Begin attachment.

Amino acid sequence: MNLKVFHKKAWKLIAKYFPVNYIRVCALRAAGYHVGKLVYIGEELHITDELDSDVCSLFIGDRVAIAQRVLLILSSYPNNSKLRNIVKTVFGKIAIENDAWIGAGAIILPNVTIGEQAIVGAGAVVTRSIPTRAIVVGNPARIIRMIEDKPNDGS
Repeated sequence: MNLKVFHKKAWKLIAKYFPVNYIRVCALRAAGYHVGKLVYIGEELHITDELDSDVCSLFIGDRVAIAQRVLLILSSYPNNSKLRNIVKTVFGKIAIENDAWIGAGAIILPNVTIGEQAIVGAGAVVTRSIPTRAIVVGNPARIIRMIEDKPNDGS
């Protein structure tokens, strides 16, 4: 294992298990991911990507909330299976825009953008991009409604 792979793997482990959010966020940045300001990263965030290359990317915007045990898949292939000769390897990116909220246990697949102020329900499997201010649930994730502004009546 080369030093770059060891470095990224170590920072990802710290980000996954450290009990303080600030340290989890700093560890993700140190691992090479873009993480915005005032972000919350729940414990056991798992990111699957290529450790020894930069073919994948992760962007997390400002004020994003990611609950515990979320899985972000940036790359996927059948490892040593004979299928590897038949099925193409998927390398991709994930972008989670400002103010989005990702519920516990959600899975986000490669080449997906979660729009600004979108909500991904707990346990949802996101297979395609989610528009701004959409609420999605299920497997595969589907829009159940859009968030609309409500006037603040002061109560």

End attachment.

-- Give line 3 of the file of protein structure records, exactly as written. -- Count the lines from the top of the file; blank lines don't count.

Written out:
């Protein structure tokens, strides 16, 4: 294992298990991911990507909330299976825009953008991009409604 792979793997482990959010966020940045300001990263965030290359990317915007045990898949292939000769390897990116909220246990697949102020329900499997201010649930994730502004009546 080369030093770059060891470095990224170590920072990802710290980000996954450290009990303080600030340290989890700093560890993700140190691992090479873009993480915005005032972000919350729940414990056991798992990111699957290529450790020894930069073919994948992760962007997390400002004020994003990611609950515990979320899985972000940036790359996927059948490892040593004979299928590897038949099925193409998927390398991709994930972008989670400002103010989005990702519920516990959600899975986000490669080449997906979660729009600004979108909500991904707990346990949802996101297979395609989610528009701004959409609420999605299920497997595969589907829009159940859009968030609309409500006037603040002061109560």